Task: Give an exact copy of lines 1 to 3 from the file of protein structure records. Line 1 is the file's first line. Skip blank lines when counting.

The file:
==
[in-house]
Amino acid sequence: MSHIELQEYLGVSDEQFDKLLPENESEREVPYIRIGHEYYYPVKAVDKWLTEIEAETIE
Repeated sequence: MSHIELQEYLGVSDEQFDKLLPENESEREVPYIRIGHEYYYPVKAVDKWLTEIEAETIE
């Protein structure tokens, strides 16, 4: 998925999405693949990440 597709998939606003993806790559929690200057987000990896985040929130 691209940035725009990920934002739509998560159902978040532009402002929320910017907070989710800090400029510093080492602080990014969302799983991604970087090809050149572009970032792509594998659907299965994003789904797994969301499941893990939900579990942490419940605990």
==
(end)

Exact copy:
[in-house]
Amino acid sequence: MSHIELQEYLGVSDEQFDKLLPENESEREVPYIRIGHEYYYPVKAVDKWLTEIEAETIE
Repeated sequence: MSHIELQEYLGVSDEQFDKLLPENESEREVPYIRIGHEYYYPVKAVDKWLTEIEAETIE